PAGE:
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COLUMN: Plumbing tales from the dark side

Am I too old to become a licensed plumber?

Over the past month I have become too well acquainted with trips to the hardware store and calls to the plumber. The can-do spirit is wearing rather thin at the Colombo household. Mrs. Colombo is a saint.

I will say this, a competent plumber who arrives on time and performs the task adequately is worth his weight in gold, and I should know.

A kitchen remodel coupled with some other, unrelated, needed repairs made for a nice Christmas present to a local plumbing firm.

The latest fiasco was my own doing. My shower was leaking. I have repaired and replaced many a dripping faucet over the years, so I figured I would have no trouble tackling the single-handle shower. I hear you laughing.

The manufacturer of said shower fixture had a nice little video posted about how to get that handle off and replace the guts.

One problem, this big collar nut did not want to budge. When I used a little too much force, the whole fixture turned with it. I broke the water lines behind the shower wall. Luck­ily, I had already turned the water off at the road.

The palatial Robin Hood Road homestead was without water for more than 24 hours. My lovely neighbor Sarah Flannigan gave us some bottled water to drink and let me fill some pots of water for other uses.

The plumbers had to go through the wall in my bedroom closet to fix the shower. I’m not going to tell you how much this cost, but as you might expect, it would have been much cheaper to call the plumber in the first place.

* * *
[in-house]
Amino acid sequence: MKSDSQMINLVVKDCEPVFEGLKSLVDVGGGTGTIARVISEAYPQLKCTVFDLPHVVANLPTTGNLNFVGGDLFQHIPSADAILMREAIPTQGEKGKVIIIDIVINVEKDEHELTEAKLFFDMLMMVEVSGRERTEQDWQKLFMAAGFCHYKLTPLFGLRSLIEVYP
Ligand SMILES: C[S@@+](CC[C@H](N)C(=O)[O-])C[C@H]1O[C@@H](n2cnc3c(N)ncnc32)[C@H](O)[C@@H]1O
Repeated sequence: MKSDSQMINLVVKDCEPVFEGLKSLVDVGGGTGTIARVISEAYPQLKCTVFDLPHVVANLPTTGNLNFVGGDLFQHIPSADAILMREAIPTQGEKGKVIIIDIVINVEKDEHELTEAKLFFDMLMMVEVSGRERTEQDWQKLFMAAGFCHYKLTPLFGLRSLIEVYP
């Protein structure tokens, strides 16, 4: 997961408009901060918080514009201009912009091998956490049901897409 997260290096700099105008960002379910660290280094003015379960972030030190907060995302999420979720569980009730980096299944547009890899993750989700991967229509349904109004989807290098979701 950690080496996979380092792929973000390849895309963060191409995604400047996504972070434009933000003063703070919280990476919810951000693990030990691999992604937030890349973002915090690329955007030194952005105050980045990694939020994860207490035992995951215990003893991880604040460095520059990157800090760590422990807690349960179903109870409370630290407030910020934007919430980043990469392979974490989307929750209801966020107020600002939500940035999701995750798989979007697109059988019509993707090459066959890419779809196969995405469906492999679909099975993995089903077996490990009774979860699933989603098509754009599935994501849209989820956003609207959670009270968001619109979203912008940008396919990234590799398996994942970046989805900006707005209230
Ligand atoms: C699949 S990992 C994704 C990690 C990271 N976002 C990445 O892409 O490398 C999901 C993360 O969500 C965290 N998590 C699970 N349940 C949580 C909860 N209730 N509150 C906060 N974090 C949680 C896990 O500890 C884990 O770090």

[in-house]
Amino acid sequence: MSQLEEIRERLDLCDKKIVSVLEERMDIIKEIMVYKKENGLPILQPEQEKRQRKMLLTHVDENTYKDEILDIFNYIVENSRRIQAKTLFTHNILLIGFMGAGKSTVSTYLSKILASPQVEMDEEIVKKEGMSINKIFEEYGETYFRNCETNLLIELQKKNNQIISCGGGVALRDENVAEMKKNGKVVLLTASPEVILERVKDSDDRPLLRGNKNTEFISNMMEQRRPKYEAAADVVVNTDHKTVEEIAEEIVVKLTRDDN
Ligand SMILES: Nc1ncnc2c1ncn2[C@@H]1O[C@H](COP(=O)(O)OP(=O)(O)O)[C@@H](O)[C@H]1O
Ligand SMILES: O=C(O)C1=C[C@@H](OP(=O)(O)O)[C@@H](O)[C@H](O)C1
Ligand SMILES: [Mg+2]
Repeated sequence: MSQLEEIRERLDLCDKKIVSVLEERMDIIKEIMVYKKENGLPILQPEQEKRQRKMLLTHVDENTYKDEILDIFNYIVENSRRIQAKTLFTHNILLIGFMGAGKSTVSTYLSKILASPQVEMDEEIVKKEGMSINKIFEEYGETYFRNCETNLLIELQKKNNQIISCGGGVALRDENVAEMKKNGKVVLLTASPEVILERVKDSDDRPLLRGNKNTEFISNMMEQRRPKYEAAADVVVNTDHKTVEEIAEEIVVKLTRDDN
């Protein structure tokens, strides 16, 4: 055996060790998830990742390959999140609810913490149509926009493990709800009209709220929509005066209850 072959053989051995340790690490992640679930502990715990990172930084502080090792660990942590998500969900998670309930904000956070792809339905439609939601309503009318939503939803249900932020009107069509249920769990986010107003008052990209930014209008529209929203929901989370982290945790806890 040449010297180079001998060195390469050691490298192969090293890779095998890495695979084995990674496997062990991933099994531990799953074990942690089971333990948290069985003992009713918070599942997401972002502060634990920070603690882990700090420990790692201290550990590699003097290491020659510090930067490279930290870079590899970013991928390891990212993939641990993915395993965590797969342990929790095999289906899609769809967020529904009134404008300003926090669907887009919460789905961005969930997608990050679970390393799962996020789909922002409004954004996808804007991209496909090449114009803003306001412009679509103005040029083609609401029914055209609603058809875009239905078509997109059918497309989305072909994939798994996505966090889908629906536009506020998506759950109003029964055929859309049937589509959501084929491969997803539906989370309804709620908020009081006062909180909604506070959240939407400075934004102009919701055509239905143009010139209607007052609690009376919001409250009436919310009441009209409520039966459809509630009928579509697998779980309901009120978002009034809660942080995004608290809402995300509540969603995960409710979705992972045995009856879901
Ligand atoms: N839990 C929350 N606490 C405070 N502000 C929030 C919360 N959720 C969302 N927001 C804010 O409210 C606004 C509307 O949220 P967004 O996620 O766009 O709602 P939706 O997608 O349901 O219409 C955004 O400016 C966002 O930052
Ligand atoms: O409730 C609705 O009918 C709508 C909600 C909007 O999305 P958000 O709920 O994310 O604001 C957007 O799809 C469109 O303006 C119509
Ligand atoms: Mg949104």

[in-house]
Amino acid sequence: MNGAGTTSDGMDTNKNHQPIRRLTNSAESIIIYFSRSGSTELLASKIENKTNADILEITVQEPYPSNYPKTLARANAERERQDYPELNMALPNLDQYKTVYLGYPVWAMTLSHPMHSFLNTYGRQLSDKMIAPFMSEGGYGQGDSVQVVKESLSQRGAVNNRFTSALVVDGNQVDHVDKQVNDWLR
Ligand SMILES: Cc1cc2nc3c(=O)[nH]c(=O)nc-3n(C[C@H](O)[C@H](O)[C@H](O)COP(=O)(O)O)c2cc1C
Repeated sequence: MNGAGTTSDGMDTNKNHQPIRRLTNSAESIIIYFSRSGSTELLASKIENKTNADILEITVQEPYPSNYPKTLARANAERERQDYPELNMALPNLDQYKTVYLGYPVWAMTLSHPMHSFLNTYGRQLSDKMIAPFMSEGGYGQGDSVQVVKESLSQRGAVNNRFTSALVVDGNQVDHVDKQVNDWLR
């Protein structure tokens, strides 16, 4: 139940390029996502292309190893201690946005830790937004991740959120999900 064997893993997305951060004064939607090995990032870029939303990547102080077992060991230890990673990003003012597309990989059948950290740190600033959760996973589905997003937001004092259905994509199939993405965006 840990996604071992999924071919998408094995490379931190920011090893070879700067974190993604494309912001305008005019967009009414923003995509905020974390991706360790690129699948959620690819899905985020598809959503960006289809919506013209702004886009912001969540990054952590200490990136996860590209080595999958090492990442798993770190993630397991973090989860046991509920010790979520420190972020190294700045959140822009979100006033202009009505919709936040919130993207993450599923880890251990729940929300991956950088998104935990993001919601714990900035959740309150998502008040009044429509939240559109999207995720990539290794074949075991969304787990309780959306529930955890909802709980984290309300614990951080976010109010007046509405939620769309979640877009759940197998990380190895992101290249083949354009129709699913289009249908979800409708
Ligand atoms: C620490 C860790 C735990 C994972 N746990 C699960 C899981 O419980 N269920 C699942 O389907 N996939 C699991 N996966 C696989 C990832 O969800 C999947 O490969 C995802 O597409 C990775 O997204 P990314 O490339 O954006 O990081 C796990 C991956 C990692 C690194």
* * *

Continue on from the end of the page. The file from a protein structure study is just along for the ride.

A few weeks ago, the front outside spigot was leaking horribly. I thought I would simply remove it and replace it. I hear you laughing.

When I tried to remove the fixture, the old iron pipe poking through the brick wall broke off along with it. This I could fix, but it required turning off the water at the road and crawling in and out from under the house at least four times.

The spigot has not been replaced but at least the line is capped and not leaking. I will finish it when I am feeling more confident.

My troubles actually began when I tore out my old kitchen cabinets in anticipation of the cabinet-maker coming with the new ones.

What he didn’t know, and what I had forgotten, was the 6-foot long, 3-inch drainpipe running sideways from my sink through my old floor cabinets into the wall. Why? I sent the cabinet-maker a picture. His answer was simple: Pay a plumber to take it under the floor directly under the sink, or cut holes in custom-made cabinets. The choice was easy but expensive. No way I was going to ruin good cabinets.

My friends John Bailey, Ryan Smith, Blake Silvers and Steve Bennett are also capable do-it-yourselfers. They often offer me solace in times like this.

“I know, I know,” John will say, patting me on the back. Blake and Steve had an encounter similar to mine with a shower handle replacement. Ryan dropped a piece of ceramic tile down an open toilet drain while doing some remodeling. We can all commiserate with each other. And on the flip side, I know there is a group of plumbers somewhere laughing over a few beers and one of them is saying: “You should see what this one guy on Robin Hood Road tried to do himself.” That’s OK, I don’t mind, as long as he comes on time when I call.

Mike Colombo is managing editor of the Rome News-Tribune.